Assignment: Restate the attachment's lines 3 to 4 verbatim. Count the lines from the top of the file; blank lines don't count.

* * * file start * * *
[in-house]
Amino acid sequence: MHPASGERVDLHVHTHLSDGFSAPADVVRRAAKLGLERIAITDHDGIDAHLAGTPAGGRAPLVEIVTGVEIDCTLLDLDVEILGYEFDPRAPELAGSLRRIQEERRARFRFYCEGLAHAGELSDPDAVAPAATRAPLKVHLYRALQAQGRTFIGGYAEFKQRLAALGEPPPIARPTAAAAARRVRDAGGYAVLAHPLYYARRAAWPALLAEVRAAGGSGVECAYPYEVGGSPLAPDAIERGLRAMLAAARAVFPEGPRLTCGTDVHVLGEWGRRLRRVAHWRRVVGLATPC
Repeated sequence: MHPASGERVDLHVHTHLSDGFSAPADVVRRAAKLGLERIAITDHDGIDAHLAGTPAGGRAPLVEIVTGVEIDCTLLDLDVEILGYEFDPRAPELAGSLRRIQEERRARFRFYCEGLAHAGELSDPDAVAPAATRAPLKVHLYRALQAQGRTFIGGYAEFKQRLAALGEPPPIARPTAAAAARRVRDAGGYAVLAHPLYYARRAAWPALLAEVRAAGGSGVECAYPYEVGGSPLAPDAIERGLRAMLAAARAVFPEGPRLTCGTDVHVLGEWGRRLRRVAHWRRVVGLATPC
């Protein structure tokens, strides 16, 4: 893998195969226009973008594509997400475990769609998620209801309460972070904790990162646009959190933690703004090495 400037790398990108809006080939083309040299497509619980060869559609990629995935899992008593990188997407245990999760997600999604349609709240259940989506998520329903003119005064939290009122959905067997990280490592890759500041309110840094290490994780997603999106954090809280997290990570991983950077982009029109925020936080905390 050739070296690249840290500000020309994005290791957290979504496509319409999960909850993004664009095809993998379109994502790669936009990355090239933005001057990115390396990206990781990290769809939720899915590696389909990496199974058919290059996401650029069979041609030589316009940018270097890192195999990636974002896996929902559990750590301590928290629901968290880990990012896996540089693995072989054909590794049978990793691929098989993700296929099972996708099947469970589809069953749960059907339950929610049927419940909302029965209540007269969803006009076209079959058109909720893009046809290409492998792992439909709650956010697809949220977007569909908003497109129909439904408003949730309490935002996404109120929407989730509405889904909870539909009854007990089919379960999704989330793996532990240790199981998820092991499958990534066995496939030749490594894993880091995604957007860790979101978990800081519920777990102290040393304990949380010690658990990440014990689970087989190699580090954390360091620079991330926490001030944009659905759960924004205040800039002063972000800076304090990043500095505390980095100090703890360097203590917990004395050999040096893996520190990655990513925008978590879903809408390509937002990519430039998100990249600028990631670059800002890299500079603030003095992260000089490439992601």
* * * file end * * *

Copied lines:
Repeated sequence: MHPASGERVDLHVHTHLSDGFSAPADVVRRAAKLGLERIAITDHDGIDAHLAGTPAGGRAPLVEIVTGVEIDCTLLDLDVEILGYEFDPRAPELAGSLRRIQEERRARFRFYCEGLAHAGELSDPDAVAPAATRAPLKVHLYRALQAQGRTFIGGYAEFKQRLAALGEPPPIARPTAAAAARRVRDAGGYAVLAHPLYYARRAAWPALLAEVRAAGGSGVECAYPYEVGGSPLAPDAIERGLRAMLAAARAVFPEGPRLTCGTDVHVLGEWGRRLRRVAHWRRVVGLATPC
């Protein structure tokens, strides 16, 4: 893998195969226009973008594509997400475990769609998620209801309460972070904790990162646009959190933690703004090495 400037790398990108809006080939083309040299497509619980060869559609990629995935899992008593990188997407245990999760997600999604349609709240259940989506998520329903003119005064939290009122959905067997990280490592890759500041309110840094290490994780997603999106954090809280997290990570991983950077982009029109925020936080905390 050739070296690249840290500000020309994005290791957290979504496509319409999960909850993004664009095809993998379109994502790669936009990355090239933005001057990115390396990206990781990290769809939720899915590696389909990496199974058919290059996401650029069979041609030589316009940018270097890192195999990636974002896996929902559990750590301590928290629901968290880990990012896996540089693995072989054909590794049978990793691929098989993700296929099972996708099947469970589809069953749960059907339950929610049927419940909302029965209540007269969803006009076209079959058109909720893009046809290409492998792992439909709650956010697809949220977007569909908003497109129909439904408003949730309490935002996404109120929407989730509405889904909870539909009854007990089919379960999704989330793996532990240790199981998820092991499958990534066995496939030749490594894993880091995604957007860790979101978990800081519920777990102290040393304990949380010690658990990440014990689970087989190699580090954390360091620079991330926490001030944009659905759960924004205040800039002063972000800076304090990043500095505390980095100090703890360097203590917990004395050999040096893996520190990655990513925008978590879903809408390509937002990519430039998100990249600028990631670059800002890299500079603030003095992260000089490439992601």